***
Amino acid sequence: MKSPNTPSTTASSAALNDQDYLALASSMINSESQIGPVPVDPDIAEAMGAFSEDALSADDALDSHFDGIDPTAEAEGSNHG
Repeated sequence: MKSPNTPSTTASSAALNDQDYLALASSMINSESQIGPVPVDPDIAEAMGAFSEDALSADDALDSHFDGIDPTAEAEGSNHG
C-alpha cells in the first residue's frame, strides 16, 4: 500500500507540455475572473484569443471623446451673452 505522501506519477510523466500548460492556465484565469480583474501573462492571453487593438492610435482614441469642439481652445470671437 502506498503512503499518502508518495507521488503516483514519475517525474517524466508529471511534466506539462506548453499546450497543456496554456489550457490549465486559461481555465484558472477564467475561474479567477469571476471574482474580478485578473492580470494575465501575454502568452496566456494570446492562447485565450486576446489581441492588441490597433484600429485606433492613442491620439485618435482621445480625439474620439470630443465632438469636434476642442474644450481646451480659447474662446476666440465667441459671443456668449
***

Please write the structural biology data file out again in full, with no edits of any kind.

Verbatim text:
Amino acid sequence: MKSPNTPSTTASSAALNDQDYLALASSMINSESQIGPVPVDPDIAEAMGAFSEDALSADDALDSHFDGIDPTAEAEGSNHG
Repeated sequence: MKSPNTPSTTASSAALNDQDYLALASSMINSESQIGPVPVDPDIAEAMGAFSEDALSADDALDSHFDGIDPTAEAEGSNHG
C-alpha cells in the first residue's frame, strides 16, 4: 500500500507540455475572473484569443471623446451673452 505522501506519477510523466500548460492556465484565469480583474501573462492571453487593438492610435482614441469642439481652445470671437 502506498503512503499518502508518495507521488503516483514519475517525474517524466508529471511534466506539462506548453499546450497543456496554456489550457490549465486559461481555465484558472477564467475561474479567477469571476471574482474580478485578473492580470494575465501575454502568452496566456494570446492562447485565450486576446489581441492588441490597433484600429485606433492613442491620439485618435482621445480625439474620439470630443465632438469636434476642442474644450481646451480659447474662446476666440465667441459671443456668449